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Why This Missing Line in ‘Chainsaw Man’ Should Worry You If You Love Anime

Uncomfortable truth time!

Denji's bathtub scene in the second episode of MAPPA's anime adaption of Chainsaw Man

I have been loving MAPPA’s anime adaption of Tatsuki Fujimoto’s Chainsaw Man. There was so much hype leading up to the anime’s premiere, and MAPPA has been nailing it. Episode two left me feeling as positive about the adaption as episode one did. Hell, I didn’t mind in the slightest that MAPPA omitted a small fight with the Muscle Devil, because that meant we got to meet Power faster, and I will never, ever complain about more screen time for my best girl. However, there was an omission that I only realized well after the episode ended, and that realization has been dominating my brain space ever since.

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The realization came courtesy of a now somewhat-viral post on Twitter. I heartily disagree with the ultimate conclusion that episode two “was not filling me with a lot of confidence” (subtitle translations, by the way, are not under MAPPA’s purview). But, they pointed out a very, very interesting line from the manga that was cut in the anime.

I was so drunk on the glory of seeing Chainsaw Man in anime form that I completely forgot about this in the moment! How could I?! Denji joyfully singing in the bath about getting a cushy union job with paid days off is a deeply relatable moment for anyone under the age of … I’m going say … 45. I would do the exact same thing if I landed a union gig with PTO. It also serves to underline the fact that Denji went from essentially well-below-poverty servitude under the yakuza to, er, essentially white collar servitude under Makima. And it’s one of the many moments where you realize how Chainsaw Man does not have particularly nice things to say about capitalism.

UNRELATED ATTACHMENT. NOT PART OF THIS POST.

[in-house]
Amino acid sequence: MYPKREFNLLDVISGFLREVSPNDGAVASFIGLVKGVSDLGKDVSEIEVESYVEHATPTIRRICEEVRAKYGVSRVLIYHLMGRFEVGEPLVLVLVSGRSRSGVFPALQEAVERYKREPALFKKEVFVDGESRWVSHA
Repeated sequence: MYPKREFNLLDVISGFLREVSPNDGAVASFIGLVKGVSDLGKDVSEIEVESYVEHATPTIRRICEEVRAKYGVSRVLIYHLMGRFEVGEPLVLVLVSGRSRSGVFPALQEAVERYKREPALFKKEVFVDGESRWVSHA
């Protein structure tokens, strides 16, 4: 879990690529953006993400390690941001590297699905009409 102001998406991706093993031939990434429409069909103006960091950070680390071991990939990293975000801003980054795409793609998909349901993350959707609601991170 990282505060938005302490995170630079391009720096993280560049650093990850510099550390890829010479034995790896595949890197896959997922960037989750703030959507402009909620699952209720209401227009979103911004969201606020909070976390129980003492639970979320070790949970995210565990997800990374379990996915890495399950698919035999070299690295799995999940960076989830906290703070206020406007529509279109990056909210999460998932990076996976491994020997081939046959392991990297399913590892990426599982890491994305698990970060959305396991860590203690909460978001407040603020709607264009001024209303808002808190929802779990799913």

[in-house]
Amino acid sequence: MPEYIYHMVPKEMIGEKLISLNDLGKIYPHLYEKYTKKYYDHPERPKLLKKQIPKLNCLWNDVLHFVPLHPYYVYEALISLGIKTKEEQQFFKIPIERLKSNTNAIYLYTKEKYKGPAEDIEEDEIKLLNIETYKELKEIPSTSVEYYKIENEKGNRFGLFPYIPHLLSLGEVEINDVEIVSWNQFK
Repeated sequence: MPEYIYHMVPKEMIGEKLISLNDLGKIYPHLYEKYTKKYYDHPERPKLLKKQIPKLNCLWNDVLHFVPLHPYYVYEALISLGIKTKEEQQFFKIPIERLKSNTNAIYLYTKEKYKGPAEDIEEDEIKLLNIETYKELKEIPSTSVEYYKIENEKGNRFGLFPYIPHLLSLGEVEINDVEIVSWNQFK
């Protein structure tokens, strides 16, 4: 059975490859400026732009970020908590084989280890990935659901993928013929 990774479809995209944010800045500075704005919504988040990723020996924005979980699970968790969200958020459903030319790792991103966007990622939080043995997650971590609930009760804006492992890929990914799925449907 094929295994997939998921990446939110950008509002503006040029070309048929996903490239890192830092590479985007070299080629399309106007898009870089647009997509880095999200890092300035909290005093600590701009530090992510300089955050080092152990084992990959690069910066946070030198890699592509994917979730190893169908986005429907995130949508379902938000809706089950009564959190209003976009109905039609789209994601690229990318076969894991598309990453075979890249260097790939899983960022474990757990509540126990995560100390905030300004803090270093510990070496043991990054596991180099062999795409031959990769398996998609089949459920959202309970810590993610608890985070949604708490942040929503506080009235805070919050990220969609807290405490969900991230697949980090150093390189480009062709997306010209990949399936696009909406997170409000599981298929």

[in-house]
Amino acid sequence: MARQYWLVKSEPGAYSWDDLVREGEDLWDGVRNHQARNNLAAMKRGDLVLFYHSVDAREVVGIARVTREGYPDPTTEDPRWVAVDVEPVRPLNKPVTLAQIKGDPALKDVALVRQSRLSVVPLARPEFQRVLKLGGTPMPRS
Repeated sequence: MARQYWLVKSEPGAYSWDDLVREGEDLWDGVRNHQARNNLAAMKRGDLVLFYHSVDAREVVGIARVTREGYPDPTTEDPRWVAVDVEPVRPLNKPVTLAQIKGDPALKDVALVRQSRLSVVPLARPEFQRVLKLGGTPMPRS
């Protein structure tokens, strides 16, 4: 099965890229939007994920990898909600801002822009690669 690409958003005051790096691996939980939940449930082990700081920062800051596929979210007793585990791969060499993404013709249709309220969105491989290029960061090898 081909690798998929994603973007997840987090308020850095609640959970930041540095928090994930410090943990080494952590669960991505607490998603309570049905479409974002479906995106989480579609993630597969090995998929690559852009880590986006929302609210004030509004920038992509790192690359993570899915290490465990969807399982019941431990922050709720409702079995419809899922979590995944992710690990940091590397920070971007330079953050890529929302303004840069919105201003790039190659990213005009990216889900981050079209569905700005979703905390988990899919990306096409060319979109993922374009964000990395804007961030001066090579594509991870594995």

And yet, MAPPA cut it. In fact, I’m pretty sure the word “union” is not said in the episode at all, even though it’s mentioned in the manga multiple times. I have a hunch as to why, too. Unfortunately, it involves an uncomfortable truth behind the working conditions of the anime industry.

You may have had to bury this in your head, but sadly, the fact is that the animators behind almost all of our favorite anime shows work absurd hours (we’re talking all-nighters, regularly) and get paid abysmally (less than $40 a day). This is well documented as an industry-wide practice. One of the most telling chronicles came from the New York Times in 2019, when they talked to Tetsuya Akutsu, who has worked on major series like Tokyo Ghoul:re and Pokémon: Hisuian Snow. It’s one of those articles where every sentence deeply elucidates the extent of this problem, so I highly suggest you read it.

But, in summation, anime is caught in a systemic practice where most of the profits go to production committees, who are “ad hoc coalitions of toy manufacturers, comic book publishers and other companies.” These committees low-ball the fees for the animation studios and don’t give them any royalties. “Rather than negotiate higher rates or profit-sharing with the production committees,” the article continues, “many studios have continued to squeeze animators, lowering costs by hiring them as freelancers.”